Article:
Crappy November to be a refugee

What a crappy November it’s been. It’s now sleeting outside, but I am, of course, referring to the “cluster” of terrorist attacks across the globe. I started writing this piece with the intention of listing the attacks. When I started, I immediately realized a blog post was not an appropriate venue for it – not long enough. Let me direct you to this Wikipedia page instead: by my count, almost 350 people died and close to 1,000 were hurt between November 1 and November 20, 2015.

My intention was to talk about how clustered the attacks this month were, but then I looked back and realized that October sucked, too. As did September. August, ditto. Etc. There was no cluster in November. A group of complete assholes killed 130 innocent people in Paris in one horrific night, and the media covered every bloody second of it, making sure to stop for commercials at prescribed intervals. Show of hands; who knew that throughout the month of October a terrorist group (whose name I won’t mention so as to not give it additional publicity) killed 153 people in Nigeria, Niger, Cameroon and Chad? I certainly did not.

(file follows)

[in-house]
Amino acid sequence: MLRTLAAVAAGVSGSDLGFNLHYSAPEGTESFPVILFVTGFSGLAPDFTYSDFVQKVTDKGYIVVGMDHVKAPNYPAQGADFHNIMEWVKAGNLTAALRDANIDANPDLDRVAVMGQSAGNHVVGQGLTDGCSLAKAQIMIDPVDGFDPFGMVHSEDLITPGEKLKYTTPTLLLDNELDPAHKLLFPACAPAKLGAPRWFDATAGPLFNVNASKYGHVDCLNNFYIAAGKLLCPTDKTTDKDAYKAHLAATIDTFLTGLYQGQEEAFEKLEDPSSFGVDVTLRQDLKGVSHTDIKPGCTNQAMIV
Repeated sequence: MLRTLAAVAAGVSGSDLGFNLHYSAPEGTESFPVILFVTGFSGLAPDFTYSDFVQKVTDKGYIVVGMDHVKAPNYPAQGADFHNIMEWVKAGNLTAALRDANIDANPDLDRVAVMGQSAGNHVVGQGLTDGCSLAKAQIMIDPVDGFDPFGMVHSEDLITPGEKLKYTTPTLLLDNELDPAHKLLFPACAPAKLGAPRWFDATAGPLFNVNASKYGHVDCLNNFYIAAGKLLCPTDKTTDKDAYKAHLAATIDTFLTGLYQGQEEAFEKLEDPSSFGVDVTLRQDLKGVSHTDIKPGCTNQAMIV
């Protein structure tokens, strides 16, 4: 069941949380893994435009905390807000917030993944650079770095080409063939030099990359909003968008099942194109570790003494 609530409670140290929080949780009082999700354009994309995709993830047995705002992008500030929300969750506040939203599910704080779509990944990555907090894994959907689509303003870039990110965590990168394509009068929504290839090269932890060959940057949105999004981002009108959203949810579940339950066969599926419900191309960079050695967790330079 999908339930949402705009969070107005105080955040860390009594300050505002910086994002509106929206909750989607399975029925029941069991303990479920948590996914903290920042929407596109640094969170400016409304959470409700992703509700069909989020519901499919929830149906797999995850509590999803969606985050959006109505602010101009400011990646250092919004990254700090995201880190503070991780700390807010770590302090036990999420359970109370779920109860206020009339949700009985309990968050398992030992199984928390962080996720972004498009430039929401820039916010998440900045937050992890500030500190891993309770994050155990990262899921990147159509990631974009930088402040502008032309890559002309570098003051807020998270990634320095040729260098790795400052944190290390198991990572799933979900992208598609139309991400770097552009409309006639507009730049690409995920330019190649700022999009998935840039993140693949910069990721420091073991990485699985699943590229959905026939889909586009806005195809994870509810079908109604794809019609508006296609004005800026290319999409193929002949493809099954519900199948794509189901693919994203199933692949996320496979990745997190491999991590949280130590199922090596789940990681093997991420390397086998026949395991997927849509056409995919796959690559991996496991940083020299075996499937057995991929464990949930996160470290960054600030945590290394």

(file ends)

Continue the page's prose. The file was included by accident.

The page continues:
Watching the media coverage of the past couple of weeks, I’ve realized we are not asking the right questions. How we keep terrorism out is secondary. It’s a supply and demand problem: as long as there is demand for terrorism, supply will follow. How do we meet these needs before it’s too late, before they morph into violence, before death begins to seem like a desirable outcome as long as we, the target, suffer? That is the question. I do not know the full answer, but I know one little thing we can do this coming week.

As many of us travel across these United States to be with family and friends for Thanksgiving, let’s not shy away from serious conversation. As you put your hands together in thanks, think of those who aren’t in position to be thankful: the refugees, the persecuted, the poor, the underprivileged. Most of us do not have spare cash for donations, but each of us has one vote. Let’s support policy which helps those who most need it. We are right to be afraid – it’s a rational response – but let’s not let the fear make our decisions for us. Let’s not continue to feed the PR machine of terror with more material and their ranks with more recruits. The next few weeks are the best time to try to change hardened hearts, and each of those also counts for one vote.

Happy Thanksgiving, everyone.

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